The days roll by still, and the moose gets more and more tired; knowing that he is losing the battle, the other members of the herd stray away from the bull moose to avoid being attacked by Buck as well. Buck playfully continues to follow along, knowing that the moose will soon be his. He enjoys watching this gradual decline, as the moose's steps become shorter and shorter, weaker and less confident. Finally, after four days of movement, Buck grows tired of the chase and drags the moose to the ground, finishing him off and devouring his meat hungrily. Proud of this enormous achievement, Buck takes time to savor every last bite. Although the animal was much, much larger than a dog like Buck, he still succeeded in successfully hunting it to the death, remaining by his fallen prey for one day and one entire night. Then he happily begins running back towards the camp with a full stomach and a well-rested body, eager to see John Thornton again after such a great adventure of his own. The call of the wild may hold Buck for a little while, but his love for this human is still stronger than anything else. Just as Thornton refuses to sell Buck away or abandon him, so too does Buck refuse to abandon Thornton.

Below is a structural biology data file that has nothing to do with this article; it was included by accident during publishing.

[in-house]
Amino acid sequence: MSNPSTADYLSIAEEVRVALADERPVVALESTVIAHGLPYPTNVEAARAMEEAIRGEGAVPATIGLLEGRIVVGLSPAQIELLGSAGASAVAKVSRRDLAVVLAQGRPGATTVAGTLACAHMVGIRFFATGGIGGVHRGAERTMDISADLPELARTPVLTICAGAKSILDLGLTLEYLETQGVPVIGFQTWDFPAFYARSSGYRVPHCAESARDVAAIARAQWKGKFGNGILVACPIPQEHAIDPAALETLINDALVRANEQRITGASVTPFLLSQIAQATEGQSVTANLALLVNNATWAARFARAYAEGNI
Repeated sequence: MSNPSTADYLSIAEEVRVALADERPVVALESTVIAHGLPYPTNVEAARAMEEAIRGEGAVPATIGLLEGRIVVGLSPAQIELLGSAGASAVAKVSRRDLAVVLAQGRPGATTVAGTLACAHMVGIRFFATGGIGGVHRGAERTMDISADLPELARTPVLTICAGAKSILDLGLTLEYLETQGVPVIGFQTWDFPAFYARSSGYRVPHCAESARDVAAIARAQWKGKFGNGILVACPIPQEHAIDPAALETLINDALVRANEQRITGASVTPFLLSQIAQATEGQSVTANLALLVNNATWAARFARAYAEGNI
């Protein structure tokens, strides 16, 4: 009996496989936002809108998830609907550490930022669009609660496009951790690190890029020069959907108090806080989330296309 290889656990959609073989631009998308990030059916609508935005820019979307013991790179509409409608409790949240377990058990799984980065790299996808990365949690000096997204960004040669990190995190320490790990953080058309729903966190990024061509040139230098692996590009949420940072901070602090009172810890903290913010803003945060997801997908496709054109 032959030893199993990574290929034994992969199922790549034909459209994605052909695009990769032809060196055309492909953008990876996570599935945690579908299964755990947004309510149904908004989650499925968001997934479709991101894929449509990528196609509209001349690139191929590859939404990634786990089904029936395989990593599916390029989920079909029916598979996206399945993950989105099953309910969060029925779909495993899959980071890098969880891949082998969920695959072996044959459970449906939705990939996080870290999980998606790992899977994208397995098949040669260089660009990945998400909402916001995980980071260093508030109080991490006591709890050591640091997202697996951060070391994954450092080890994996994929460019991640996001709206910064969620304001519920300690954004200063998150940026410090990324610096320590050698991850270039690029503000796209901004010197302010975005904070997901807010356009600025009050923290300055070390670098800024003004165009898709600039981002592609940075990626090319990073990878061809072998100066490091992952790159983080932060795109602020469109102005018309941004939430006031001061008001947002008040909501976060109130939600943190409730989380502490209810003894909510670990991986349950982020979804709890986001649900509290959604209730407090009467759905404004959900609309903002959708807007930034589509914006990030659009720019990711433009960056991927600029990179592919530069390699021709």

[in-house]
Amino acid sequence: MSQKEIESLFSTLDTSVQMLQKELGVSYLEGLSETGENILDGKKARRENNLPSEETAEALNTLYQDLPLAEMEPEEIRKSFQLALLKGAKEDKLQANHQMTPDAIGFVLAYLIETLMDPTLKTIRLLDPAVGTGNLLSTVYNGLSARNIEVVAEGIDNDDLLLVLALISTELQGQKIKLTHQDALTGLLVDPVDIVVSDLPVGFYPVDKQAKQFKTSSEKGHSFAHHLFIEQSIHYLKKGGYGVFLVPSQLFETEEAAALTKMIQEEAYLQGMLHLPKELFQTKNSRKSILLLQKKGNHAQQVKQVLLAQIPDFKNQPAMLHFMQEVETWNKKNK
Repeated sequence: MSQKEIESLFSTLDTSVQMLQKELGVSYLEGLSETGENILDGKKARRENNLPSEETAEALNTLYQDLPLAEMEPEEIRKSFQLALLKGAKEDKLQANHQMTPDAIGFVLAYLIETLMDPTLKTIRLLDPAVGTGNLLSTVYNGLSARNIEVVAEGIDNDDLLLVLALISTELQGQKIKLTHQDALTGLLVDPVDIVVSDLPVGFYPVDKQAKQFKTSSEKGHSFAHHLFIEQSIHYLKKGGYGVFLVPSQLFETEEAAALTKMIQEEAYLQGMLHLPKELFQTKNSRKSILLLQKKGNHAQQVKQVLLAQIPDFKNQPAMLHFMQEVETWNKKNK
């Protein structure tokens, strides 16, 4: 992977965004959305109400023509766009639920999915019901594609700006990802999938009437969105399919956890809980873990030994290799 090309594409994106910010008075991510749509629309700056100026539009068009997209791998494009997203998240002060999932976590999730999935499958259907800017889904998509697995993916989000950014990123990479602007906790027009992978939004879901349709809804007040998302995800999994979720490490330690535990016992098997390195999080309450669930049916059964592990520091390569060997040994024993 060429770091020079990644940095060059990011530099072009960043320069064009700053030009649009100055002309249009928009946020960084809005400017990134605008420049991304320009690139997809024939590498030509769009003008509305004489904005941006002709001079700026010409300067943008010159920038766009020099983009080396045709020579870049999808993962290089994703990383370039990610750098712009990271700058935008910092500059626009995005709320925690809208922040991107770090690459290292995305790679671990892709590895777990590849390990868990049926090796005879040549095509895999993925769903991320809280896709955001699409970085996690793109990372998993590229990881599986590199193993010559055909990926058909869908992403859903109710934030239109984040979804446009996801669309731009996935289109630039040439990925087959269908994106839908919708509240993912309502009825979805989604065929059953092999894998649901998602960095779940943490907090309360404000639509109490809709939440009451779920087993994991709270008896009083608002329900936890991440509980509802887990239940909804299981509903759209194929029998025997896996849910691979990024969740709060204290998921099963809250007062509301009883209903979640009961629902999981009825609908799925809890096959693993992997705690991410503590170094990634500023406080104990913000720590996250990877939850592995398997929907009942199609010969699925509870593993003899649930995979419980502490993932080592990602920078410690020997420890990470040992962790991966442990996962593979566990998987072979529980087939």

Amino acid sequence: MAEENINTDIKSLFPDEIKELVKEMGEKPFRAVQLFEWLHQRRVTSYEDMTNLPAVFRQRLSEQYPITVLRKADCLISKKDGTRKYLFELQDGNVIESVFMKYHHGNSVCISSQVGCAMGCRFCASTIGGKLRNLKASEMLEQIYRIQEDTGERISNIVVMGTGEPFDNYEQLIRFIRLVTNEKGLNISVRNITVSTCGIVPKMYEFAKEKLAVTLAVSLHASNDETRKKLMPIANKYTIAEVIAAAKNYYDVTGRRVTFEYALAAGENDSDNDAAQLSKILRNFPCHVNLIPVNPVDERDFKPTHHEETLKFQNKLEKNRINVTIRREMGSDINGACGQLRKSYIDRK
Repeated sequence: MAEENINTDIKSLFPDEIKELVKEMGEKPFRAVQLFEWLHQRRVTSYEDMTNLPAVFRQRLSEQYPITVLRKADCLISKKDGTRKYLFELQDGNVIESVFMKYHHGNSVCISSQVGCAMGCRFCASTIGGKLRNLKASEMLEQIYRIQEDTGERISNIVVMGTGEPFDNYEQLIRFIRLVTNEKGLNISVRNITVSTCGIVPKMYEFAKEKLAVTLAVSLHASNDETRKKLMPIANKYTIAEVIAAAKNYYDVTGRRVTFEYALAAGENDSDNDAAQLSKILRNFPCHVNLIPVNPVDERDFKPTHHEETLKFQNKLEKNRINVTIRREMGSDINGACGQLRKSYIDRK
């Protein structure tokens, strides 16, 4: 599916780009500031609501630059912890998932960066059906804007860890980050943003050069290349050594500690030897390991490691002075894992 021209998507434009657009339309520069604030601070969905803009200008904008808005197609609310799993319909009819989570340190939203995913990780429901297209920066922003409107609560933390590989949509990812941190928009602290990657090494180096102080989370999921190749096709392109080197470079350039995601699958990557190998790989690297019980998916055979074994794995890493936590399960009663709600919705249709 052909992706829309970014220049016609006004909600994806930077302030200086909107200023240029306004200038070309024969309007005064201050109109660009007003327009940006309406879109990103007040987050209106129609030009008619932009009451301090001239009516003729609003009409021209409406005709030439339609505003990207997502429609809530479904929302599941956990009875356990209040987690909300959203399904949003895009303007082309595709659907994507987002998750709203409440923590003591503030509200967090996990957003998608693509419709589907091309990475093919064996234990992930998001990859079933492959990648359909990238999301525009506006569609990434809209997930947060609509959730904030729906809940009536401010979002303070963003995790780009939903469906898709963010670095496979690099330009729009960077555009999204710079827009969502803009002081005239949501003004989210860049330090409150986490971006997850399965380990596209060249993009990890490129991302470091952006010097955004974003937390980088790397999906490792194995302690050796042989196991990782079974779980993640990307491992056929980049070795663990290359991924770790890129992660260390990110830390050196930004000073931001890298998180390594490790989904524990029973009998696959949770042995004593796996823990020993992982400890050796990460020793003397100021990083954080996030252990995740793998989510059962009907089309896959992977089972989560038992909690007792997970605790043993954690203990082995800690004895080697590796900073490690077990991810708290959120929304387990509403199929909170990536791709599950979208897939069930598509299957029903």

As he approaches the camp, however, Buck senses that something is wrong. The forest feels different, and he hears the birds talking about this in the trees. Dashing ahead faster, Buck notices that all of the animals near the camp are now hiding for some reason, as the dog first notices the dead body of Nig on the trail, with an arrow sticking out of his back. Further along there is another dying dog, still thrashing around in pain, indicating that the attackers are still nearby. Next he finds Hans facedown on the ground with his back "feathered in arrows like a porcupine." Buck is overcome with intense, penetrating rage, and upon entering the campsite itself he sees a group of happy Yeehats dancing around. Buck lunges in without warning, tearing out the throat of the Yeehat chief first, and then diving after another man nearby. The battle that ensues next results in many Yeehat deaths, since the men are so desperate to kill this beast that they accidentally begin shooting arrows at each other, helping Buck in his task of revenge, as he becomes "a live hurricane of fury." The surviving Yeehats soon flee, calling Buck the "Evil Spirit" because he seems so invincible and unstoppable, greater than any mere dog or wolf.